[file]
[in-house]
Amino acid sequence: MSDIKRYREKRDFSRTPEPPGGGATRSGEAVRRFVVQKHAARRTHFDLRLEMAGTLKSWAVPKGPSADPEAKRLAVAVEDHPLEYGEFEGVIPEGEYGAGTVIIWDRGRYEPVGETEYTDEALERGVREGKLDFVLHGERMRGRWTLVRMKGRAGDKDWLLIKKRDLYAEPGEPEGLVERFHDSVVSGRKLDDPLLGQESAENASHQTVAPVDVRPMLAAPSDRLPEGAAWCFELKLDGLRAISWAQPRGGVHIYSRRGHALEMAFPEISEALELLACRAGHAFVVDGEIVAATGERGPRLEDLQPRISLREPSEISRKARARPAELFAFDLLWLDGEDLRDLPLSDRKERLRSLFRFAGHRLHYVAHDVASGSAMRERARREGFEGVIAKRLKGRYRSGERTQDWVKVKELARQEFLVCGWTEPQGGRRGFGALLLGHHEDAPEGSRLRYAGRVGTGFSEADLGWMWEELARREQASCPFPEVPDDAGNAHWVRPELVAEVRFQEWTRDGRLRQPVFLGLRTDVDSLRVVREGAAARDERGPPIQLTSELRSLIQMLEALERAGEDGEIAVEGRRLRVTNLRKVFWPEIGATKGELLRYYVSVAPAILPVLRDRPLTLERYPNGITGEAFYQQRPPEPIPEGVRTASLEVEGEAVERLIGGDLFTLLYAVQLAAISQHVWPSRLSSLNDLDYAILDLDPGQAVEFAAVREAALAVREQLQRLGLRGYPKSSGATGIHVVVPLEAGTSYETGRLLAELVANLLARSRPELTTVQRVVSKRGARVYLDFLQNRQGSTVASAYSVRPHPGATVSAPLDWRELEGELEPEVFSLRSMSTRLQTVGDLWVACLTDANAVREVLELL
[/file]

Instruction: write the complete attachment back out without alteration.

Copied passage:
[in-house]
Amino acid sequence: MSDIKRYREKRDFSRTPEPPGGGATRSGEAVRRFVVQKHAARRTHFDLRLEMAGTLKSWAVPKGPSADPEAKRLAVAVEDHPLEYGEFEGVIPEGEYGAGTVIIWDRGRYEPVGETEYTDEALERGVREGKLDFVLHGERMRGRWTLVRMKGRAGDKDWLLIKKRDLYAEPGEPEGLVERFHDSVVSGRKLDDPLLGQESAENASHQTVAPVDVRPMLAAPSDRLPEGAAWCFELKLDGLRAISWAQPRGGVHIYSRRGHALEMAFPEISEALELLACRAGHAFVVDGEIVAATGERGPRLEDLQPRISLREPSEISRKARARPAELFAFDLLWLDGEDLRDLPLSDRKERLRSLFRFAGHRLHYVAHDVASGSAMRERARREGFEGVIAKRLKGRYRSGERTQDWVKVKELARQEFLVCGWTEPQGGRRGFGALLLGHHEDAPEGSRLRYAGRVGTGFSEADLGWMWEELARREQASCPFPEVPDDAGNAHWVRPELVAEVRFQEWTRDGRLRQPVFLGLRTDVDSLRVVREGAAARDERGPPIQLTSELRSLIQMLEALERAGEDGEIAVEGRRLRVTNLRKVFWPEIGATKGELLRYYVSVAPAILPVLRDRPLTLERYPNGITGEAFYQQRPPEPIPEGVRTASLEVEGEAVERLIGGDLFTLLYAVQLAAISQHVWPSRLSSLNDLDYAILDLDPGQAVEFAAVREAALAVREQLQRLGLRGYPKSSGATGIHVVVPLEAGTSYETGRLLAELVANLLARSRPELTTVQRVVSKRGARVYLDFLQNRQGSTVASAYSVRPHPGATVSAPLDWRELEGELEPEVFSLRSMSTRLQTVGDLWVACLTDANAVREVLELL